IN her column in The National this week (Scotland can’t just tax rise its way to ambitious net zero targets, Aug 2), Kate Forbes gets it the wrong way round. Her proposition is a rehash of the failed economic ideas that have produced glacial progress towards the creation of a “green economy” over the last 20 years or more.

This thinking is not going to get us anywhere near net zero in the time we have left to prevent runaway climate change and a mass extinction of species, habitats and biodiversity.

We simply do not have to “grow the economy” in order to find the money to pay for the transition to net zero. We will grow the economy by re-allocating the resources we have available (labour, natural resources, technology etc) to the achievement of decarbonisation of the economy and our way of life.

We cannot rely on private enterprise to lead the way. The private sector will play a vital role but only if the state fulfils its function of leadership in deciding how real resources should be allocated, including directing public spending towards investments in essential training, research and development/innovation and new infrastructure.

A government with its own currency does not need to “search down the back of the sofa” to find the necessary funds. It can create them in the process of spending to pay people to carry out the necessary work. This can be done by the state employing people directly or by commissioning firms in the private sector to undertake the work.

There is no need to raise taxes to find this funding – taxes come later once the state has employed people and firms and has paid them by running a deficit at its own central bank.

Taxation can be designed to redistribute the money that has been spent by government into the economy in order to promote greater social equality, and used to disincentivise private spending on things which divert resources from the efforts to achieve net zero.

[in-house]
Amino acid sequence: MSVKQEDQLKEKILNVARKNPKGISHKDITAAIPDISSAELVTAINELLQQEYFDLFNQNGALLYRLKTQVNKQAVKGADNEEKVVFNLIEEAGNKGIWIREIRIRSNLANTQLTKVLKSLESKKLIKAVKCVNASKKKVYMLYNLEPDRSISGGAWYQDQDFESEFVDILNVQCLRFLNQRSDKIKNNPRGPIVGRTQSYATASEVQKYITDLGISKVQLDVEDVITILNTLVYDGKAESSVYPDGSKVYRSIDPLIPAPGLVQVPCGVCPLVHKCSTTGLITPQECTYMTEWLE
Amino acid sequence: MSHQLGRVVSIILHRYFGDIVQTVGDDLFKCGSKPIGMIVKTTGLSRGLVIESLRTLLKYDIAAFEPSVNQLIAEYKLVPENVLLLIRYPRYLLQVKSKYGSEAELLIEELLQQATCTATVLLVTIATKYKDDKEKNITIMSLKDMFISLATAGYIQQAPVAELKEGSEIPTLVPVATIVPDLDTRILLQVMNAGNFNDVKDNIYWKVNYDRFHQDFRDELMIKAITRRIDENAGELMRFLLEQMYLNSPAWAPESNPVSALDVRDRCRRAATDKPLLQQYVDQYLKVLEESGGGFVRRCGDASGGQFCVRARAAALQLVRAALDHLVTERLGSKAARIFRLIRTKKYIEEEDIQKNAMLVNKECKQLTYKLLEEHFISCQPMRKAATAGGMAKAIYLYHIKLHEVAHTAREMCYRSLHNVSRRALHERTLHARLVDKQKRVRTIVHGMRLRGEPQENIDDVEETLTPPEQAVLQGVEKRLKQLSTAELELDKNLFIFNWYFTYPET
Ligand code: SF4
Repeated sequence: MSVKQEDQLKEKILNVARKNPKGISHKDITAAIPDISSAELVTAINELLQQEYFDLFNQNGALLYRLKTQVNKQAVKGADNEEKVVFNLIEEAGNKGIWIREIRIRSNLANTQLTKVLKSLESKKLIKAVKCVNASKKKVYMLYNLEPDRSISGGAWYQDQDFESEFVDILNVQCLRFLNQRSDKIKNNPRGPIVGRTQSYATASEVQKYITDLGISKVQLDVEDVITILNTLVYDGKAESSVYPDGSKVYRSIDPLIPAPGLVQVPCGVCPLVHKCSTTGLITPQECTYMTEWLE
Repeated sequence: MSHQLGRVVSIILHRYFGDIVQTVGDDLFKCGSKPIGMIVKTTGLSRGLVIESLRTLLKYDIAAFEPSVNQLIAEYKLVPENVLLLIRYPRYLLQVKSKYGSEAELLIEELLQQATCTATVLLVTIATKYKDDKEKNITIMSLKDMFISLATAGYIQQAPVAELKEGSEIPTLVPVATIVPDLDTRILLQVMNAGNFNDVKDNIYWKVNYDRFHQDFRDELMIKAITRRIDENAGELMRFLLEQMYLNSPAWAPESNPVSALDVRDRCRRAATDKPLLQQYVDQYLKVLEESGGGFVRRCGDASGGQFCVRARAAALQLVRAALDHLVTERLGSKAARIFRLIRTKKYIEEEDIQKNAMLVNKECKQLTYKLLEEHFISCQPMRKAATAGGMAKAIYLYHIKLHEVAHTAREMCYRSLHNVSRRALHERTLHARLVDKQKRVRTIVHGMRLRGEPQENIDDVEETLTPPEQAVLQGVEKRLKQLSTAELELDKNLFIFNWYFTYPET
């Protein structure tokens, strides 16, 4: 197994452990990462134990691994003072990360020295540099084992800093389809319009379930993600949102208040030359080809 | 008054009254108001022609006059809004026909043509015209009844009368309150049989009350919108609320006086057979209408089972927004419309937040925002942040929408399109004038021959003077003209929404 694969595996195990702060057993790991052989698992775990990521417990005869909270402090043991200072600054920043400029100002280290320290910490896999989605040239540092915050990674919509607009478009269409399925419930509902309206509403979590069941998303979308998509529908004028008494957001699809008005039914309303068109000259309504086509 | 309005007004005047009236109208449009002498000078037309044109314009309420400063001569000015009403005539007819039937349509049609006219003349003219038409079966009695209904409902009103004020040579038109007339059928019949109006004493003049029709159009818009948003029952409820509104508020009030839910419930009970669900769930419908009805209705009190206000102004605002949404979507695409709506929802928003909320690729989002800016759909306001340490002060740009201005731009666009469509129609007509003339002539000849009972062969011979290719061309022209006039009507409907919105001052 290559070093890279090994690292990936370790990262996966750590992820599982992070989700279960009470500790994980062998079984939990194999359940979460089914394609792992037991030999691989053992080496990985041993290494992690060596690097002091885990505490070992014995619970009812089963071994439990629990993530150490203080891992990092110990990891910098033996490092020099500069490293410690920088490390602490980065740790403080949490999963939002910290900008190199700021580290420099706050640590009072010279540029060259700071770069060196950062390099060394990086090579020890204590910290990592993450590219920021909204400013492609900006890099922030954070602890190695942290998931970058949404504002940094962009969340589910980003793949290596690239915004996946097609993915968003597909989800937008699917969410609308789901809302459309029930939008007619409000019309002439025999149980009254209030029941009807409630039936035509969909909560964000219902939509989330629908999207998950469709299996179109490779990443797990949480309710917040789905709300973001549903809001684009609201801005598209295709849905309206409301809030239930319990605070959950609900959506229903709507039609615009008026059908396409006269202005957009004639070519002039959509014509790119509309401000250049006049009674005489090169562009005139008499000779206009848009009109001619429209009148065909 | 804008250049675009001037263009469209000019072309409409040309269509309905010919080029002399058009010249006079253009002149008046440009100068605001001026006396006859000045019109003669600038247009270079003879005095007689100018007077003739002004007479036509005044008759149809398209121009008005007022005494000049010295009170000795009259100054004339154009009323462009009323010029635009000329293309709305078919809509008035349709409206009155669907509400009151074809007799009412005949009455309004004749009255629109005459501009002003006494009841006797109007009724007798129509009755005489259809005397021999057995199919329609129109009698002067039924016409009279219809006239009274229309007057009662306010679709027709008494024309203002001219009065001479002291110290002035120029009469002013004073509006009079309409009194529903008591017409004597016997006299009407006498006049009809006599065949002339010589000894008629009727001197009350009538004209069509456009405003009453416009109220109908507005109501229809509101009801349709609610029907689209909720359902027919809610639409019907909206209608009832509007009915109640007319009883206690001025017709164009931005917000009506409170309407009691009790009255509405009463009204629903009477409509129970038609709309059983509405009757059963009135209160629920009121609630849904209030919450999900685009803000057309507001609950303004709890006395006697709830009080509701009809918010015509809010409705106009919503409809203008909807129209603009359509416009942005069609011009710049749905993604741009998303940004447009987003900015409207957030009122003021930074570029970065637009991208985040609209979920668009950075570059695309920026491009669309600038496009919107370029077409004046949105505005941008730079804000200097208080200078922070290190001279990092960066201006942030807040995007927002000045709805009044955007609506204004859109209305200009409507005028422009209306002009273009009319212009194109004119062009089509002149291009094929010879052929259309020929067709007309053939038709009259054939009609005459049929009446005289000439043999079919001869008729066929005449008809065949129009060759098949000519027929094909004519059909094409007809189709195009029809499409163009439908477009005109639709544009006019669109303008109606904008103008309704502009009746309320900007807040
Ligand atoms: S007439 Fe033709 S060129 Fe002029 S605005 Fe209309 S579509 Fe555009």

As long as Scotland remains part of the Union, our government will have to keep “searching down the back of the sofa” to find funds for public spending but once we are independent and have our own currency such searching will no longer be necessary. This is why the currency issue is so important. Yet again we see one of our political leaders avoiding the subject.

Scotland will need to spend at least £10 billion per year to achieve net zero – there is a strong case to spend more in order to shorten the transition period if there are sufficient real resources available.

What will limit our ability to achieve net zero is not any supposed shortage of money but the limits on the real resources we have at our disposal.

In his compelling 2005 book Collapse, the ecologist and historian Jared Diamond sets out the evidence of the causes of rapid societal collapses in the past. He identified the one consistent factor in all of these to be the societal response to the crises which confronted those civilisations. Those responses are shaped by a society’s politics, its institutions, its values and its ideas.

If our response to the existential threats of climate change, biodiversity and habitat loss and the mass extinction of species on earth, is to believe that our actions and our choices are constrained by limits on the availability of money then we too face rapid collapse of our society and our way of life and, quite possibly, complete extinction.

It is not a shortage of money that is our critical problem – it is the absence of the courage shown by governments in the past, who invested to create the NHS, new social housing, Scotland’s hydro-electric network and other major infrastructure.

The pre-Second World War British government did not think that economic growth was necessary before the war could be fought – the war was fought because it was imperative to defeat Nazism and the money was created, the economy restructured and resources were re-allocated in order to fight that war. We are in no different a situation now in the 21st century when we need to put our economy on the equivalent of a war footing in order to achieve net zero.

Jim Osborne

Scottish Banking & Finance Group